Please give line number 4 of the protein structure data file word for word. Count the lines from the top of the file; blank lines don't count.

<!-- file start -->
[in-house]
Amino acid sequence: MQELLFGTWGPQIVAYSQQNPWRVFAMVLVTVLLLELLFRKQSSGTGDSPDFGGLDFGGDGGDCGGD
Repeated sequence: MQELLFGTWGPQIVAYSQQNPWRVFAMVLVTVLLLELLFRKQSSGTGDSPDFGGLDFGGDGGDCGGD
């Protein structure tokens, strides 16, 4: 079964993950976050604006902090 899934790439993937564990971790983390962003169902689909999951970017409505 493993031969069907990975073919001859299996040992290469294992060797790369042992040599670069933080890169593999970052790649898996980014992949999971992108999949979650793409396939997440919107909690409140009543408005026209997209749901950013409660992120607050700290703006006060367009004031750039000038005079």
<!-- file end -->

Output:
């Protein structure tokens, strides 16, 4: 079964993950976050604006902090 899934790439993937564990971790983390962003169902689909999951970017409505 493993031969069907990975073919001859299996040992290469294992060797790369042992040599670069933080890169593999970052790649898996980014992949999971992108999949979650793409396939997440919107909690409140009543408005026209997209749901950013409660992120607050700290703006006060367009004031750039000038005079």